Human infertility and pregnancy loss represent major public health problems in women. Our long-range goal is to discover and understand the hormonal, cellular, and molecular mechanisms regulating uterine morphogenesis and adult function in order to provide fundamental information useful for prevention and clinical treatment of women's health problems. The success of developmental mechanisms regulating uterine morphogenesis dictates, in part, the embryotrophic potential and functional capacity of the adult uterus. In humans, uterine morphogenesis begins late in fetal life and is not completed until after birth, thereby precluding study of this critical process. Therefore, the proposed research will utilize mice as a model system to investigate genes governing uterine morphogenesis and function. The focus of this proposal is Wnt11, a gene that encodes a secreted glycoprotein that is expressed specifically in the epithelium of the developing and adult uterus. Genome-wide disruption of Wnt11 results in perinatal lethality. The central hypothesis is that Wnt11 is a critical regulator of postnatal uterine development and adult uterine function. In order to circumvent the perinatal lethality of Wnt11-null mice, we will conditionally ablate Wnt11 in the epithelium of the uterus after birth using the Cre/LoxP system and the innovative progesterone receptor-Cre knockin mouse model. The progesterone receptor is only expressed in the epithelium of the uterus after birth and is not expressed during M?llerian duct differentiation. The conditional mutant mice will be used to test our central hypothesis and understand the biological roles of Wnt11 in postnatal uterine development and adult uterine function. Accomplishment of these research goals is expected to significantly advance our understanding of the developmental aspects of uterine biology, determinants of adult uterine function, and provide a foundation for the design of clinical therapies to prevent, identify and treat human reproductive problems, such as infertility and pregnancy loss, due to uterine dysgenesis, dysplasia or dysfunction.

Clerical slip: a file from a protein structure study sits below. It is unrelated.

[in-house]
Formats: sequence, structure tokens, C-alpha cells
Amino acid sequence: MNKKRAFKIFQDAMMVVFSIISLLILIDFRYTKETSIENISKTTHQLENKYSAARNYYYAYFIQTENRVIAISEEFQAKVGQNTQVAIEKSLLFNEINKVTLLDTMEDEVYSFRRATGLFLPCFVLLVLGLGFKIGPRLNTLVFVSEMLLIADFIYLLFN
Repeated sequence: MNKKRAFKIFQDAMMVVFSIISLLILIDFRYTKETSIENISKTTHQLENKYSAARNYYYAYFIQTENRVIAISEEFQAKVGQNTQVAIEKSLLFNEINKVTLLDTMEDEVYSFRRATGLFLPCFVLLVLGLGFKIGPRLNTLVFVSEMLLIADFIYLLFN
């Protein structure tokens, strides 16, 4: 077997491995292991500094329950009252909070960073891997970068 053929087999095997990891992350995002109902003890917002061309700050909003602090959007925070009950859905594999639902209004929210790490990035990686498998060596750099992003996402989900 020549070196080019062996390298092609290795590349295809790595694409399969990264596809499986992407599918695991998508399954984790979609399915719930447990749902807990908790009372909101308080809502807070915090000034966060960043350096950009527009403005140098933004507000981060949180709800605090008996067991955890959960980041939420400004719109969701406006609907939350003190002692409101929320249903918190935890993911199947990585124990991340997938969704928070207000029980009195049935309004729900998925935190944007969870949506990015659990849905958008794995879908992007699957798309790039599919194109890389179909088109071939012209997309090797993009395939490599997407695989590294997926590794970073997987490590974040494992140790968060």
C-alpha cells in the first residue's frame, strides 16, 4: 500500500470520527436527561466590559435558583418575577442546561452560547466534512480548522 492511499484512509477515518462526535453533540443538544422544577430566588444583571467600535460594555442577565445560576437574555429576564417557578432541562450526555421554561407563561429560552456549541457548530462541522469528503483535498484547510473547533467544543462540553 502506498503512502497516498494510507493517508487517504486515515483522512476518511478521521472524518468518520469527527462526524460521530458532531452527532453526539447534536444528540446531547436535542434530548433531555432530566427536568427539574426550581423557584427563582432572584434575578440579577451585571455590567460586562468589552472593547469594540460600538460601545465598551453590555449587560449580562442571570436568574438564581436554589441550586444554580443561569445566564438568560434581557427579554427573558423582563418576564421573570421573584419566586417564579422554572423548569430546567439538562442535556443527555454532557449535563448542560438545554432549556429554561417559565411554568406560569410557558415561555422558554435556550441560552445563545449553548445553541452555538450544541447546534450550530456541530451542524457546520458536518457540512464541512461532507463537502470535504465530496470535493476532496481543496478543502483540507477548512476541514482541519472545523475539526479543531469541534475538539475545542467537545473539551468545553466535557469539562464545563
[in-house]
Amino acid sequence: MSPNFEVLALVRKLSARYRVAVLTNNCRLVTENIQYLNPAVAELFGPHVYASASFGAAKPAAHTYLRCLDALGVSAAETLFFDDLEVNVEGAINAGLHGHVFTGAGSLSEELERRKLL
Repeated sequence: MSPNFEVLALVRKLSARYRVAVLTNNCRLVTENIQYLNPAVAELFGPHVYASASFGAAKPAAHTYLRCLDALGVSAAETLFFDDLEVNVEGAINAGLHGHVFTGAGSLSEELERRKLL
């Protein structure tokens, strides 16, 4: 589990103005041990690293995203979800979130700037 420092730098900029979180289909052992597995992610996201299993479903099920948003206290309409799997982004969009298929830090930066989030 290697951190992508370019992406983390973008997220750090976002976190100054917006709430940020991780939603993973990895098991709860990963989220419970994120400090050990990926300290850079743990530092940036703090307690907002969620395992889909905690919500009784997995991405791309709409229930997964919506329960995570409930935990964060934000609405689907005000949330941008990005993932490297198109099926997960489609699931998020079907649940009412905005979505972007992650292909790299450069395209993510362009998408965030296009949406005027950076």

This research will advance our understanding of the how the uterus develops. Abnormal development of the uterus can cause infertility and pregnancy loss in women. This research will help determine important genes for reproduction and help to design clinical therapies to prevent, identify and treat reproductive problems in women.
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